RESULTS AND DISCUSSION

An average relative humidity of 68% and an average temperature of 13.3oC were recorded in the lab for all the samples tested. The average values of moisture content for 2, 3, 4 and 5 year old culms were 59.3%, 56.5%, 56.7% and 65.2%, respectively. The moisture contents confirmed that all culms were in a green condition, since they were over 30%. As a result, the effect of moisture content in the mechanical properties did not need to be taken into account.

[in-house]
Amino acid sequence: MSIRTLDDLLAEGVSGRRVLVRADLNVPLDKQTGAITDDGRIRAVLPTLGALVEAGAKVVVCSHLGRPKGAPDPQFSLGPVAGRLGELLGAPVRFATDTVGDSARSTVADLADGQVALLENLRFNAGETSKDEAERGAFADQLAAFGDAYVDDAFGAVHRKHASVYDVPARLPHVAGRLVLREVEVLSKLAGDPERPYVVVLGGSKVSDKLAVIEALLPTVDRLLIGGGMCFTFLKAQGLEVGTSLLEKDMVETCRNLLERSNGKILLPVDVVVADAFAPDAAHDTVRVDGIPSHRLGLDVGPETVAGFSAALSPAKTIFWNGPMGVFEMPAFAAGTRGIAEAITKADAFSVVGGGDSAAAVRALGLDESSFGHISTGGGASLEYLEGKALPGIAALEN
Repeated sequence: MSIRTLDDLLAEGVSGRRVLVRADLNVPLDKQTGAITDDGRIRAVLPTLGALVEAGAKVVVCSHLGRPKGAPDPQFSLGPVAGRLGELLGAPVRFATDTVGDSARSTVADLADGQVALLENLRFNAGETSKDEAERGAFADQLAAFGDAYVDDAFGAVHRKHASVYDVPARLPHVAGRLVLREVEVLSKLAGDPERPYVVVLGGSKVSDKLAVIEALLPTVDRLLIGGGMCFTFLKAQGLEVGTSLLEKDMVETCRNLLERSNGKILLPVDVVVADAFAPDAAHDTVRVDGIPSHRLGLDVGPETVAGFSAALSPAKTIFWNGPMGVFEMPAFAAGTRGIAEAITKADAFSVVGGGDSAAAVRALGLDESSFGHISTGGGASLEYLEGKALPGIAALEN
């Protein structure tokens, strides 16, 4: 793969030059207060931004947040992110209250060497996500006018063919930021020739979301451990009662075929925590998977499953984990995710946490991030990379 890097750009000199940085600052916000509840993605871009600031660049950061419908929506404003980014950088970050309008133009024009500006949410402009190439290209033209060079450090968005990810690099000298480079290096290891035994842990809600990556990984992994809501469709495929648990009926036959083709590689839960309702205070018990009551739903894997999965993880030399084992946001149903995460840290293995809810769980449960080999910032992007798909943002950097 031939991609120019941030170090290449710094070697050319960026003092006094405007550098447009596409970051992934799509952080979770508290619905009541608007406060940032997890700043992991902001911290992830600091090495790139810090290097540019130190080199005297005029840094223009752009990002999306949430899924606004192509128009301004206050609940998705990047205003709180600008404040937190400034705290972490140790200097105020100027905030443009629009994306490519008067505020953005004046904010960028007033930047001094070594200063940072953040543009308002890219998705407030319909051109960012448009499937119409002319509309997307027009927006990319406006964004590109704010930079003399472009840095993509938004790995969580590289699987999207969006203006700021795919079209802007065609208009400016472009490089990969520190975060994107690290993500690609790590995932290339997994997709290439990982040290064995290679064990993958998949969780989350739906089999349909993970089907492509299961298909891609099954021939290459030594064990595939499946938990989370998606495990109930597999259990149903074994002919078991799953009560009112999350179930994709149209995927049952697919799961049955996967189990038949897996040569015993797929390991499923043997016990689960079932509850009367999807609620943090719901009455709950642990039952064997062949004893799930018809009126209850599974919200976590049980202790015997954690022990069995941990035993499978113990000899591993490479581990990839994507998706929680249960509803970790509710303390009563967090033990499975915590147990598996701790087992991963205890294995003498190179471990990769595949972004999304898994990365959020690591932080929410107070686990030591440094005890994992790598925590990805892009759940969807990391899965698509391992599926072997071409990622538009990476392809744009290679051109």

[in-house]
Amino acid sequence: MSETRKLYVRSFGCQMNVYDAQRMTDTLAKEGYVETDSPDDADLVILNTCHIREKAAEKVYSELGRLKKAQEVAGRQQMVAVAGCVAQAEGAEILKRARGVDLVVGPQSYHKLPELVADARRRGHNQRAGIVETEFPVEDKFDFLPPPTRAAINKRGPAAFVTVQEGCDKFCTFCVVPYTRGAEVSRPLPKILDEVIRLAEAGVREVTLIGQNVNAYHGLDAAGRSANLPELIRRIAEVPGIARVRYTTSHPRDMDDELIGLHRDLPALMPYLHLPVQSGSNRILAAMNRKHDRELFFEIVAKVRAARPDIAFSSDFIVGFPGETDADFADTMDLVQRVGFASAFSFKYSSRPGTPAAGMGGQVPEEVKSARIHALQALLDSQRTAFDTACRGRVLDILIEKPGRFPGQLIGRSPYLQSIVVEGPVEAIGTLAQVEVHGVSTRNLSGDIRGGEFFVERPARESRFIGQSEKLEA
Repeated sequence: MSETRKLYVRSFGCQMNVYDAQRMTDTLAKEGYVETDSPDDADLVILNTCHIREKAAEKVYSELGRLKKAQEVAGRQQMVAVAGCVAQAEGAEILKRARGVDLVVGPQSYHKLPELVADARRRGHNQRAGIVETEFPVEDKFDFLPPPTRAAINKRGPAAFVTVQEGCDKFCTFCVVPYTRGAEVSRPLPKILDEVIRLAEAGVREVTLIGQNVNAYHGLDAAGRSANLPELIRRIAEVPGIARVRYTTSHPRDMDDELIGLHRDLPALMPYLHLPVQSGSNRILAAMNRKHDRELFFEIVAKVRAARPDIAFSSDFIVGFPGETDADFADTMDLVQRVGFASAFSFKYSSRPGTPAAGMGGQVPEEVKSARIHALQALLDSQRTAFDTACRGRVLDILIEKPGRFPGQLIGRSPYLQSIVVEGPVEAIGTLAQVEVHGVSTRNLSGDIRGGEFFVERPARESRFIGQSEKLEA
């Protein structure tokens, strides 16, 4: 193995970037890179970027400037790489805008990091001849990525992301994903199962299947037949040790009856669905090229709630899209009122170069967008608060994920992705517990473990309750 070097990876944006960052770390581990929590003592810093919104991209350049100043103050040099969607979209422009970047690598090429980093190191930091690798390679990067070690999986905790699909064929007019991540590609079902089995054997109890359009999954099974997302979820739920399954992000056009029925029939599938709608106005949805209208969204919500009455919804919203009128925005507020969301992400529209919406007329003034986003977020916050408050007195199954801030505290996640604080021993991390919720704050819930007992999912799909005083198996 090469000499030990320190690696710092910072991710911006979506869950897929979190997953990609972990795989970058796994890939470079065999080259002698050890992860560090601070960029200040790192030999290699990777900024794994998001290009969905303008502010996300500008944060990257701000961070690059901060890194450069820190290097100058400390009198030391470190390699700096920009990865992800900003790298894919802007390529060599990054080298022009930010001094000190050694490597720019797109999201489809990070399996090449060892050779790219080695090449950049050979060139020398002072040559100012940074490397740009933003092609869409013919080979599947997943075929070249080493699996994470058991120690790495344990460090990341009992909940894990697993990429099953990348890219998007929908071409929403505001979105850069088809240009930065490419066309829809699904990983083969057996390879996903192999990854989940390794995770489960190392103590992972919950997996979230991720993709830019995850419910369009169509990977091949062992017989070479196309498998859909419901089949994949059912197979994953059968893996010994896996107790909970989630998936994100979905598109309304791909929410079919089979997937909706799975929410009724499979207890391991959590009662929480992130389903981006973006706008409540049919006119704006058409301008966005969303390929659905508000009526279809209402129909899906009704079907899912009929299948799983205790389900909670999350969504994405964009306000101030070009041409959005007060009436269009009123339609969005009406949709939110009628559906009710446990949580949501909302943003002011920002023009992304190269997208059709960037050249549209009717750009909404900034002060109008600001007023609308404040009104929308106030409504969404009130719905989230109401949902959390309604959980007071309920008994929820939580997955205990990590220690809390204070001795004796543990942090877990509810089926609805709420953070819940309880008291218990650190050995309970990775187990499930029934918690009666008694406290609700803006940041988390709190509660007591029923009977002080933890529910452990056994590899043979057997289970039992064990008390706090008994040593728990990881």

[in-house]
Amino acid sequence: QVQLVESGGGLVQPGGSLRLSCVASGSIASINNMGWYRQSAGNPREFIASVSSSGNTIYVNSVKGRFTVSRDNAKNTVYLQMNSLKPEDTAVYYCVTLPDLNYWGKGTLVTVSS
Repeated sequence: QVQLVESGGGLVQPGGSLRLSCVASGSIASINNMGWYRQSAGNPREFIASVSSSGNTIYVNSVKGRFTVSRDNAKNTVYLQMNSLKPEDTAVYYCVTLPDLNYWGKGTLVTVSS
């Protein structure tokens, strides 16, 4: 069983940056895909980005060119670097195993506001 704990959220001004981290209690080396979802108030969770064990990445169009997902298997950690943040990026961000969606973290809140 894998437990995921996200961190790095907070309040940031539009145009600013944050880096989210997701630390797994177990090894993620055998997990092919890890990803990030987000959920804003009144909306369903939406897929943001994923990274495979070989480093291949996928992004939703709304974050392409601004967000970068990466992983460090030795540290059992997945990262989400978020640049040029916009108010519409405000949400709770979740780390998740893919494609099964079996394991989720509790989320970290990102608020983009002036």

Table 1 presents the average values of density and the mechanical properties obtained for the compression, shear and bending tests at different culm heights and ages. Average values of density and the mechanical properties regardless the ages as wells as the average properties regardless the height position are also shown in Table 1 (bold text). Based on values of Table 1, the top portion of the Guadua a.k. culm (sobrebasa) showed the maximum values compared to the other two portions, for all the mechanical properties. The same behavior has been observed in other bamboo species as reported by Kamruzzaman et al. (2008) and Sattar et al. (1990). Except for MOR, the mechanical properties of the top portion of the Guadua a.k. (sobrebasa) were about 10% higher compared to the lower portion (cepa). MOR at the top portion of the guadua culm was 17% higher than that of the lower portion. Liese and Weiner (1996) stated that density increases along the culm length and therefore, mechanical properties increase with height. They explain that the change of density along the height of bamboo is due to the fact that wall thickness decreases from bottom to top of the culm with no reduction of the amount of fibers in the cross section of the culm. Thus, the top portion of the bamboo culms exhibits higher volume ratio of fibers to parénquima. Nonetheless and taking into account the results from the current study, not all the mechanical properties are affected in the same way. Particularly for MOR, it seems that beyond the elastic range, most of the tensile stress is taken by the fibers, while in compression and mainly in shear tests; stresses are taken by the parenchyma with a smaller contribution from the fibers. The effect on culm height position in mechanical properties will be discussed afterwards based on statistical analysis.